Krista Tippett: Love
January 26, 2017
Krista Tippett is an acclaimed broadcaster, the host and executive producer of On Being, a Peabody Award-winning public radio conversation and podcast, a Webby Award-winning website and online exploration. Krista is also the author of Speaking of Faith (2007), Einstein’s God (2010), and, most recently, The New York Times best-seller Becoming Wise: An Inquiry into the Mystery and Art of Living, where she opens into the questions and challenges of this century. In 2014, she received the National Humanities Medal at the White House for “thoughtfully delving into the mysteries of human existence.
1 Why is your work relevant to a broader audience outside of a specific discipline?
I am very aware when I use the word love, that it is not a word all that respectable within academic circles, and I understand why that is. It’s going out on a limb, and insisting on this word— generally used in very private and romanticized contexts—that we adapt it and apply it in places where it’s been antithetical to sound vocabulary. In the moment we have now, we inhabit a common life, a political life, and a public life in which we have acknowledged hate as a legal category. We see the consequences of the worst of which we are capable, of the most extreme ways in which we can separate ourselves from each other. We see that that is destructive. That it is not a step forward, but a step backward. I think that the hatred, the bigotry, the retreat that marks a lot of our public life now is very much generated by pain and fear that we have to attend to. I think that the only thing robust enough, which points at the best of what human beings are capable of—for those of us who are safe enough, who are privileged enough really, to speak of rising to the best of ourselves, and creating conditions in which our fellow human beings rise to the best of themselves—love is the only word big enough. But as you said, there’s a lot of work. If someone accepts my premise, then we still have to rehabilitate the word love. We have to get really practical and concrete about what the expressions of this are outside of intimate life. I think that’s the exciting work. And I think it’s happening whether people are calling it love or not. I do find the language of virtues very interesting to new generations. I talk about these things as “spiritual technologies,” and that’s 21st century language to talk about tools that we need and have always needed that were developed and articulated for a reason. People in previous generations sometimes got these things crammed down their throats in terms of dogma or rules. The great virtues of love, compassion, patience, humility, you could go on and on—that kind of conduct, both in terms of how other people treat us and how we move through the world, I think so many of us long for that kind of conduct. But again the words themselves and the ways they’ve been transmitted have gotten lost. [But] it is through our lives, including the things that don’t go the way we wanted them to—and especially through those experiences— that we learn to be patient and humble and kind and loving and compassionate. Also, be bold in translating the things that you learn in the course of your life to the public sphere. When I talk about love, and public love, that’s a whole new skillset we need to work on together. High-functioning community is messy and irritating at times. But it’s also life-giving. I think we should interrogate these complicated aspirations— because any virtue always remains an aspiration. These are disciplines and practices. We can start with just paying attention to how what we are learning and imagining has relevance to public life at large.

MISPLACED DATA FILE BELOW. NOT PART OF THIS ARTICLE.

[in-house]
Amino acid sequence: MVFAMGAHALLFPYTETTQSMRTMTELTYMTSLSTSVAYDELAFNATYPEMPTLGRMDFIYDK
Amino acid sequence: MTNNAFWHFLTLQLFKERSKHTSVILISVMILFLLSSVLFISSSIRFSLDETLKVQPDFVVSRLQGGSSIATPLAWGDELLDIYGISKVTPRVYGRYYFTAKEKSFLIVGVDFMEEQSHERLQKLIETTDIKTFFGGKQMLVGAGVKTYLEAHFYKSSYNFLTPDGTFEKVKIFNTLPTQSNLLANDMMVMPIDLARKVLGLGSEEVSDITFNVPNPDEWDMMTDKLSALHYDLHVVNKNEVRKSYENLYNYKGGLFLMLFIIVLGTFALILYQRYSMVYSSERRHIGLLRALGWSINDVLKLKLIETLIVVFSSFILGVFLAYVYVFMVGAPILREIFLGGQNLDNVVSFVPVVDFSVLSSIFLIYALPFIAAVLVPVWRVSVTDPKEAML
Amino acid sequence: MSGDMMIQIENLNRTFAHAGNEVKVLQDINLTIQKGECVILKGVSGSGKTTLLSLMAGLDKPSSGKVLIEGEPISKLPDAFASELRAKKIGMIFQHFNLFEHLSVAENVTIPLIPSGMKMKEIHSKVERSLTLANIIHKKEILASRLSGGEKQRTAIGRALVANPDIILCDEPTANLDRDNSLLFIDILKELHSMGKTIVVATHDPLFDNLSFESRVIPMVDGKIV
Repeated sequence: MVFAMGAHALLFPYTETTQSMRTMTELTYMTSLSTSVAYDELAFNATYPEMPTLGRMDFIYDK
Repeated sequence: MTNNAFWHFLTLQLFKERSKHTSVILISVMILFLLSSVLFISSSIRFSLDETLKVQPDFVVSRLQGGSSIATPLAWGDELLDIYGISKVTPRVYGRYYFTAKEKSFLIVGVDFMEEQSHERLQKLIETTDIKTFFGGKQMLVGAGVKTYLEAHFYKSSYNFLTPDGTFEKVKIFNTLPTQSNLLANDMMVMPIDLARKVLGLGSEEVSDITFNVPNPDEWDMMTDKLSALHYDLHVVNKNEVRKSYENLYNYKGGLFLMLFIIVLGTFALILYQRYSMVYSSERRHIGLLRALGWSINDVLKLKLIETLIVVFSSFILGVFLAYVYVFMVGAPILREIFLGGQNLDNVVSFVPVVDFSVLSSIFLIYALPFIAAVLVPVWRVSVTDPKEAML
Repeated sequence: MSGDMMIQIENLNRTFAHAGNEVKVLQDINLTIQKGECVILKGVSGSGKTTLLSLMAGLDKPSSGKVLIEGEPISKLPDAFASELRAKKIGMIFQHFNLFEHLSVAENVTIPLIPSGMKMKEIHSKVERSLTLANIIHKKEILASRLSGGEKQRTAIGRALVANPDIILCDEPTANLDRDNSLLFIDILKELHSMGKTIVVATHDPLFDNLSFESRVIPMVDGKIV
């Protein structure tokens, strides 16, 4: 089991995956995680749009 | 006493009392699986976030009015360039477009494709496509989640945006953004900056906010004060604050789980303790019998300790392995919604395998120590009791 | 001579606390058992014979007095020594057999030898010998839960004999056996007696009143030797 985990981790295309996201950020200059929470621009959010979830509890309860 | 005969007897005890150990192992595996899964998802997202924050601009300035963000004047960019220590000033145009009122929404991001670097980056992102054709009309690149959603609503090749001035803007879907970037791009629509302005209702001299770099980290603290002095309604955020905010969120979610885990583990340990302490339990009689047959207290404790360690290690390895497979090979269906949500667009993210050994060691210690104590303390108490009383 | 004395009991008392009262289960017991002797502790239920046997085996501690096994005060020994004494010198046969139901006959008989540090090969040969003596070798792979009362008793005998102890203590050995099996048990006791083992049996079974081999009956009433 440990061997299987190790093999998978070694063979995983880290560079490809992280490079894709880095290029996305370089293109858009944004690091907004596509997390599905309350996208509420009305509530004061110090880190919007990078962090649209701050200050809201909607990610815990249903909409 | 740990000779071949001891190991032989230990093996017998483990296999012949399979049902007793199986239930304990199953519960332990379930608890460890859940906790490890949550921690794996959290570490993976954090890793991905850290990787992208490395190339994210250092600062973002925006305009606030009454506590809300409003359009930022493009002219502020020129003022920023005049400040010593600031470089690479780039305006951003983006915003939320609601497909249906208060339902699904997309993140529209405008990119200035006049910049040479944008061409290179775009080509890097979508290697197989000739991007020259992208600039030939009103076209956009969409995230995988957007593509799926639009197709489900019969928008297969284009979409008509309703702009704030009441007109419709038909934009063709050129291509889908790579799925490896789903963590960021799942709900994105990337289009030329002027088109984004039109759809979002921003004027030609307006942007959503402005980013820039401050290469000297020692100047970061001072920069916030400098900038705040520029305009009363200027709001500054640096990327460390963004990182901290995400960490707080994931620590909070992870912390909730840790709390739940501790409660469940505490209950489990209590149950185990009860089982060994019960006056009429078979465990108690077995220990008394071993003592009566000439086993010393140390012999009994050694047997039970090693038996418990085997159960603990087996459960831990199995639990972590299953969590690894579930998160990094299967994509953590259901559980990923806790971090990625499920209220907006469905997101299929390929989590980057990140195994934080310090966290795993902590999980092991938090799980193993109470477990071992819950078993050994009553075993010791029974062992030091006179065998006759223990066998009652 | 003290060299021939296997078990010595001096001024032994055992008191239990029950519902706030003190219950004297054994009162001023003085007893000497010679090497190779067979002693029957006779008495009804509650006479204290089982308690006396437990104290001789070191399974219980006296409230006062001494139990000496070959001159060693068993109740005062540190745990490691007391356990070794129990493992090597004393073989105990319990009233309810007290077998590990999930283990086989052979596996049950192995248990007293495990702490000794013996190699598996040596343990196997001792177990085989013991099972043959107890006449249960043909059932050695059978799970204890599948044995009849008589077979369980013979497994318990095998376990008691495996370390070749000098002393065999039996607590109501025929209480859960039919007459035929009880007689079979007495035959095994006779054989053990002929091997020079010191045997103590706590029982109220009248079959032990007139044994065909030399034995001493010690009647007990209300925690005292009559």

2 What are the “commons” that your specific research fights to preserve, protect, contest, or share?